Doctor of Philosophy in Nursing (PhD) 
First Nations health and healing
Seabird Island Band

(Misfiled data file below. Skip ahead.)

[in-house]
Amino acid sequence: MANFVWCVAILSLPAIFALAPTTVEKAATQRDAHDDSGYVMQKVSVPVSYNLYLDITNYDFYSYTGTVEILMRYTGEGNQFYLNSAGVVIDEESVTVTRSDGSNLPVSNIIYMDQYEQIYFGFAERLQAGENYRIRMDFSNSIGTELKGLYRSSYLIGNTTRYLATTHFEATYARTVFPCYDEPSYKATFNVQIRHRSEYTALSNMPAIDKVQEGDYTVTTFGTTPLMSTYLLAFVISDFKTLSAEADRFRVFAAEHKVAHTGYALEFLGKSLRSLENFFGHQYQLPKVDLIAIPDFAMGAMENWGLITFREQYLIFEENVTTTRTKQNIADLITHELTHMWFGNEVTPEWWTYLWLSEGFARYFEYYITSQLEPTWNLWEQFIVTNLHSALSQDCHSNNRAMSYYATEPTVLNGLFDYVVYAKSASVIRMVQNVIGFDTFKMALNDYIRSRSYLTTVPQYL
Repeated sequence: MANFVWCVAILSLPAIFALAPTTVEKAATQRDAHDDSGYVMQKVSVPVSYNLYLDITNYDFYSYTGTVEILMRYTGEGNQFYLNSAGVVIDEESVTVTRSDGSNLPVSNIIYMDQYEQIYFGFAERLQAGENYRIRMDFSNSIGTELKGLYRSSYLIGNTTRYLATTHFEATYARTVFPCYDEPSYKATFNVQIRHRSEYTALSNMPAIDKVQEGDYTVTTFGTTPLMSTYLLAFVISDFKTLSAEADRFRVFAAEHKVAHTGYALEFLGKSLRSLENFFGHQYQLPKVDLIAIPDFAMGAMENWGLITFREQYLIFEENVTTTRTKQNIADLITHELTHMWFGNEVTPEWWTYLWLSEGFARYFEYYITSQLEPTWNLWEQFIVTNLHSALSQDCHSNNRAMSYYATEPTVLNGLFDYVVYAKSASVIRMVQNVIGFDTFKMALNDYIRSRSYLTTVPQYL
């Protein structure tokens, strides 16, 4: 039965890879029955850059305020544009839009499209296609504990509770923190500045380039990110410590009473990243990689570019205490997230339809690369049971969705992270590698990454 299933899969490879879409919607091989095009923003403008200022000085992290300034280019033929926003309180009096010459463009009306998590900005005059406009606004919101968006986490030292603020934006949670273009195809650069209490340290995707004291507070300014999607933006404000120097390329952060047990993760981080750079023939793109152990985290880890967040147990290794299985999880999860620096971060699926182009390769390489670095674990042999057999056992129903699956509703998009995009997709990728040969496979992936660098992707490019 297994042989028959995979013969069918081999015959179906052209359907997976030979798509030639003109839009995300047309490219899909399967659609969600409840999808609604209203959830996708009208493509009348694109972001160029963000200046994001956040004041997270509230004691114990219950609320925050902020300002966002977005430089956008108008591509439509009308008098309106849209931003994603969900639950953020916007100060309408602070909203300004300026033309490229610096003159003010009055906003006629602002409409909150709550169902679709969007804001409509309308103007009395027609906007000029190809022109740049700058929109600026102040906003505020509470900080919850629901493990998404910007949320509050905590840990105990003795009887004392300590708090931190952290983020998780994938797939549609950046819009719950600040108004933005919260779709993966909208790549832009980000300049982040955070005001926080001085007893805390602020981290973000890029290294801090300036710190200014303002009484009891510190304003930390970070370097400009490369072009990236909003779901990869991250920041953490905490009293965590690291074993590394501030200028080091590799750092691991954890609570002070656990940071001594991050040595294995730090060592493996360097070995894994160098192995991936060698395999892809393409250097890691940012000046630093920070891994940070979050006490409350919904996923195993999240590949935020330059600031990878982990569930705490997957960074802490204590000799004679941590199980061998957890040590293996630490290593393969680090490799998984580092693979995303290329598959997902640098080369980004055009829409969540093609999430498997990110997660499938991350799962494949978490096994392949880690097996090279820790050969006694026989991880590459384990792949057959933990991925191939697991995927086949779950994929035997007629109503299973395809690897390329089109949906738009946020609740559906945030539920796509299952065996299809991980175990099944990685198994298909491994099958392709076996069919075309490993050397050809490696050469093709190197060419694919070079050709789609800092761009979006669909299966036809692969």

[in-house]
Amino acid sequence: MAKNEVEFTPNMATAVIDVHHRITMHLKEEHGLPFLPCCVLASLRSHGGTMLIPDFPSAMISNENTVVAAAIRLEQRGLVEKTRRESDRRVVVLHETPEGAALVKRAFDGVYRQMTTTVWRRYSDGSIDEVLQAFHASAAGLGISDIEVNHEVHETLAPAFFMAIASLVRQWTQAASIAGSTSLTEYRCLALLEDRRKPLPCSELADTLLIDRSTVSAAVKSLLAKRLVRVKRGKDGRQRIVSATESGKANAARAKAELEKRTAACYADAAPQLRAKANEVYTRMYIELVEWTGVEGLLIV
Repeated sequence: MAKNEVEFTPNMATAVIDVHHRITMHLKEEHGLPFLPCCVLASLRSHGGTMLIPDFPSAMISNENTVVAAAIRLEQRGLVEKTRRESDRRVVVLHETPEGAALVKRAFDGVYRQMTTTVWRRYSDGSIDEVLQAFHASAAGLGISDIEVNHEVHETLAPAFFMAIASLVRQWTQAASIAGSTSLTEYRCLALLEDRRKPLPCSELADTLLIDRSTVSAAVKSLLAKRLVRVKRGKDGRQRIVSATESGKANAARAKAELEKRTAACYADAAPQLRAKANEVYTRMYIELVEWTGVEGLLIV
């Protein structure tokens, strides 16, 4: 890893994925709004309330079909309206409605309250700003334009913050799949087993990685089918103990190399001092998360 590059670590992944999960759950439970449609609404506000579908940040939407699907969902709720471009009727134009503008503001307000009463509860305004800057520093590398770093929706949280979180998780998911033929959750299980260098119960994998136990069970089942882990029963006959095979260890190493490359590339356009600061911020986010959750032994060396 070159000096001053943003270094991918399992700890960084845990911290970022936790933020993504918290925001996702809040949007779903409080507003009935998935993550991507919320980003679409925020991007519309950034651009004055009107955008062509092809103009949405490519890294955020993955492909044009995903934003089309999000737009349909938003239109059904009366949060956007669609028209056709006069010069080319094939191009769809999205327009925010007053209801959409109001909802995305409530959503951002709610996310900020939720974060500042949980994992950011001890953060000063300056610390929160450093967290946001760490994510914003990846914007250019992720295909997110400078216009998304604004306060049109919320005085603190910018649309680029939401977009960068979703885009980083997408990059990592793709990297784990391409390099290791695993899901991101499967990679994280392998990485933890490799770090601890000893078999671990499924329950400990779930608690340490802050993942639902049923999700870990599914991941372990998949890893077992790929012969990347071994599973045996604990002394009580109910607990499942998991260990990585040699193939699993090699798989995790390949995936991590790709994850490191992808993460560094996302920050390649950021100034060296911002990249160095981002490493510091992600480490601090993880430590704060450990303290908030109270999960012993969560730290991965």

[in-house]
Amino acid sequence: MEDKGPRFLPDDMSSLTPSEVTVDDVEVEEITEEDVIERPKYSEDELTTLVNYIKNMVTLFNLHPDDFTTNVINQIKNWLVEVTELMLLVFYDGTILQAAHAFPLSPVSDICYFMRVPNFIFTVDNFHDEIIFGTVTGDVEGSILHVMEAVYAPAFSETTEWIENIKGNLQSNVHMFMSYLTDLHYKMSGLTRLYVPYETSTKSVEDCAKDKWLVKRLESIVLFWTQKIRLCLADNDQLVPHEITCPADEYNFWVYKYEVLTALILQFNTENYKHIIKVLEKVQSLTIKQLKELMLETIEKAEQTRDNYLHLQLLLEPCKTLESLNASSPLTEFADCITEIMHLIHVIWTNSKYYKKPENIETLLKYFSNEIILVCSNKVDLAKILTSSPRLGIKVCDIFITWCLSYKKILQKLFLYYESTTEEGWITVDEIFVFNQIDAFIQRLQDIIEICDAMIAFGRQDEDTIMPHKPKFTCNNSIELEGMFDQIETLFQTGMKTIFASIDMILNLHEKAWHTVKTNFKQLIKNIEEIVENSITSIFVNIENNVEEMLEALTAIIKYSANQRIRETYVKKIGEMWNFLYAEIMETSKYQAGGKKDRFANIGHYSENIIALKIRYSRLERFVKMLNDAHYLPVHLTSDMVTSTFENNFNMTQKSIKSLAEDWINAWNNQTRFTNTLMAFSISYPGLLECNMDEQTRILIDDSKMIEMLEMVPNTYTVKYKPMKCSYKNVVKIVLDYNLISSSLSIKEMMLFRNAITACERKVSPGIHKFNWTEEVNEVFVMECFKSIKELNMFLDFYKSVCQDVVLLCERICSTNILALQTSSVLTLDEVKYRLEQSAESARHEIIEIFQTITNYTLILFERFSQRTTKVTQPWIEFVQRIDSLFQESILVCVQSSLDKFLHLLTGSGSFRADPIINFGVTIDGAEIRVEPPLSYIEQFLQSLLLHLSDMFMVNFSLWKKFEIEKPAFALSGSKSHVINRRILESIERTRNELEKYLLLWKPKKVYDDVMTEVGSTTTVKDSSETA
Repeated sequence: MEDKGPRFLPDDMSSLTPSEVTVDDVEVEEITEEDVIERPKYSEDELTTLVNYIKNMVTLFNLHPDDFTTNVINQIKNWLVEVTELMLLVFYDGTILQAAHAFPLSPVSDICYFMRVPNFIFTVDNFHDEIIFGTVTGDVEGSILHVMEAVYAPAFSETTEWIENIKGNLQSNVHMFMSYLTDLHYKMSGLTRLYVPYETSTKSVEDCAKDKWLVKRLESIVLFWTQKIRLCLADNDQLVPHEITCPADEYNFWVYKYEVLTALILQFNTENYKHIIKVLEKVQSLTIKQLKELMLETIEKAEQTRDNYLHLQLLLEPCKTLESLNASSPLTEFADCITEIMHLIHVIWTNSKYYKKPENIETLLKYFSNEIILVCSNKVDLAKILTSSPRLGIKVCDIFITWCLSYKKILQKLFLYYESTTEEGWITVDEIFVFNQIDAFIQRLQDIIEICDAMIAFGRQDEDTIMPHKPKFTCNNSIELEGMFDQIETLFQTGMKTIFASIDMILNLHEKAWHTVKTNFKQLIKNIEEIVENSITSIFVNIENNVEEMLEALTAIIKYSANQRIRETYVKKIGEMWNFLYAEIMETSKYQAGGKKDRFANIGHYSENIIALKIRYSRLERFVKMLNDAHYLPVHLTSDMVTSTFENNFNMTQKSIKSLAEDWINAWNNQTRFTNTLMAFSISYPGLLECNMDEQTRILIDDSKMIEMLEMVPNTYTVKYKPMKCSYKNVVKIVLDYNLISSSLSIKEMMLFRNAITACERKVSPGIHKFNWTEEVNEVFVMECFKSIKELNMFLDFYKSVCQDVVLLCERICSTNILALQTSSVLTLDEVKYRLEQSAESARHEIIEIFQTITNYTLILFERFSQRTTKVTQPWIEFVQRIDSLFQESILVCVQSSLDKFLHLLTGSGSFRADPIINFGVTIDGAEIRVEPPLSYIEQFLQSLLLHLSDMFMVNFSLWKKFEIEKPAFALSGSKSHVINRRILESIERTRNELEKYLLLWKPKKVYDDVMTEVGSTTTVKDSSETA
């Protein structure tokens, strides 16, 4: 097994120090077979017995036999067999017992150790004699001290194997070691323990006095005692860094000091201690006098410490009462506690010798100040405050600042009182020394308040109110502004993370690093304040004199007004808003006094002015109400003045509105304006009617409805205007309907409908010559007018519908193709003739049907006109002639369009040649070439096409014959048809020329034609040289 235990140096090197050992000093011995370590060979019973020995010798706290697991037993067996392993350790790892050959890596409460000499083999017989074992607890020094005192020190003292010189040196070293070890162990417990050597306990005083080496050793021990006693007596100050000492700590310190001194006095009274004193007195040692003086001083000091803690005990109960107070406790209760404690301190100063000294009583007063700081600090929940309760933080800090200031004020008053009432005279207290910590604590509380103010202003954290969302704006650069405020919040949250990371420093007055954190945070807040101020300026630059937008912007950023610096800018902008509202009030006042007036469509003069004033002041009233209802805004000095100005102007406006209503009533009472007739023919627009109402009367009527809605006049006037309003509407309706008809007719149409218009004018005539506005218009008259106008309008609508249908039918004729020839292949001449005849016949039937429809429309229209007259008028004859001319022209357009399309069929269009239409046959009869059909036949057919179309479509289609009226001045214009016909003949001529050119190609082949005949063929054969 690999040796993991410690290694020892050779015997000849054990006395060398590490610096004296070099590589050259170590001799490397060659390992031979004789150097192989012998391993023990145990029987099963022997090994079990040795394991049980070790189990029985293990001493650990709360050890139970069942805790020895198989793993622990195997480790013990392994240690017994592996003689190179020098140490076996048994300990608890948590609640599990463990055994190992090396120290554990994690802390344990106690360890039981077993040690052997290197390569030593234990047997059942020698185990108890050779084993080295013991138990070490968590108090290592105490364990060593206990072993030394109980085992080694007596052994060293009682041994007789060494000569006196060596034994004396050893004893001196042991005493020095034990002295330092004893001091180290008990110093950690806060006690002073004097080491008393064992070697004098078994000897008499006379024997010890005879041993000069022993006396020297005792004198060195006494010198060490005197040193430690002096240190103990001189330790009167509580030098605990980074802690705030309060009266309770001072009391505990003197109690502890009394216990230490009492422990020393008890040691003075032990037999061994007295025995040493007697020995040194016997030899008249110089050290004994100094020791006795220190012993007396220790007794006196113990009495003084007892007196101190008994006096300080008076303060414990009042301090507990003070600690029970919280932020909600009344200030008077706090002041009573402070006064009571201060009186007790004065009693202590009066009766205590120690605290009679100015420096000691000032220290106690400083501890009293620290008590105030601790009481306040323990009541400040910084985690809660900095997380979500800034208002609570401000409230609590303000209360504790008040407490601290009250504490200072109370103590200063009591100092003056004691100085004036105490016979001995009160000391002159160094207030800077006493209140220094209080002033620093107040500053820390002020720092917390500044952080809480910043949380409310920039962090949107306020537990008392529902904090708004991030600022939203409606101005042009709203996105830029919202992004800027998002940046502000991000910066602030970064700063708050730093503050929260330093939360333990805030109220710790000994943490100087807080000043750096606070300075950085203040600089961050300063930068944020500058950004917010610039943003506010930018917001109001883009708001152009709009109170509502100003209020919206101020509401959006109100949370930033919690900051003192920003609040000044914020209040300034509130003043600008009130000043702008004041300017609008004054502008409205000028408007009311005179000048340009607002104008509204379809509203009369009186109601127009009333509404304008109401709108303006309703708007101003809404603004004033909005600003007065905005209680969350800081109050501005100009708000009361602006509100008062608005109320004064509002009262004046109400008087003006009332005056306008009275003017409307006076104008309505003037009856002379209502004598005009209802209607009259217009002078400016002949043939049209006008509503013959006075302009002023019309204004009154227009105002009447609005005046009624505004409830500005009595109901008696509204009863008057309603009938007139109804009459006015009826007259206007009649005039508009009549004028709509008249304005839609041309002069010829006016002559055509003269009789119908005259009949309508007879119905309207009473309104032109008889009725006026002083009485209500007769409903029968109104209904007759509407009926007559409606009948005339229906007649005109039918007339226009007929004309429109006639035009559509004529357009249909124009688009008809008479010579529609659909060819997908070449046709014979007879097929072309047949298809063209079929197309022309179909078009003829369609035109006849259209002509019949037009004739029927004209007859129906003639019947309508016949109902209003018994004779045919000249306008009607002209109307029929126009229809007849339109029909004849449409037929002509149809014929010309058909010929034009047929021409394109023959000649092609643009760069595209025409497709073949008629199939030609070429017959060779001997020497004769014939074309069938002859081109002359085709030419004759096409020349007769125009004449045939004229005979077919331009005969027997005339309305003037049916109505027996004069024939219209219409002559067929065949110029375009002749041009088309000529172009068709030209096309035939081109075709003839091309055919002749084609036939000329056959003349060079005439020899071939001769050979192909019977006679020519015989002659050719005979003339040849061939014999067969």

Alongside consistent reporting on health inequities affecting Indigenous peoples in Canada, Indigenous people have been routinely excluded from health policy decision-making. This pattern of exclusion perpetuates health policy decisions that are often ineffective at addressing the root causes of persistent health inequities. Despite Indigenous peoples’ repeated calls to be meaningfully involved, and the emergence of health policy initiatives that include Indigenous peoples, the influence of neoliberalism and neocolonialism in the Canadian policy sphere continues to undermine self-determination and limit Indigenous peoples’ involvement in health policy processes. Those advocating for Indigenous health equity are left wrestling with the question: What constitutes, and what can foster, meaningful involvement in the contemporary health policy climate? This exploratory qualitative research aims to provide a window of insight into this urgent social justice question by exploring the perspectives of twenty leaders and decision-makers in First Nations health and other areas of health policy, with a view to understanding what constitutes meaningful involvement of First Nations peoples in health policy decision-making in BC and Canada. A critical analysis of these data reveals that meaningful involvement is often experienced as a paradox where Indigenous people are excluded via processes of inclusion, and that fostering meaningful involvement requires attuning to the underlying power dynamics inherent in policymaking and taking action to decolonize and transform the policy system itself. Based on this analysis, I articulate a new conceptualization of and framework for meaningful involvement, which is rooted in seven key elements: Recognizing and Representing Indigenous Peoples; Interrupting and Re-imagining Relationships; Preparing Agreements; Practicing Protocols; Leveraging Power; Exerting Community Authority; and Shifting Social Structures. This dissertation concludes with a discussion on the significance and implications of these findings and strategic directions and recommendations for meaningfully involving urban First Nations people in health policy decision-making in BC and beyond.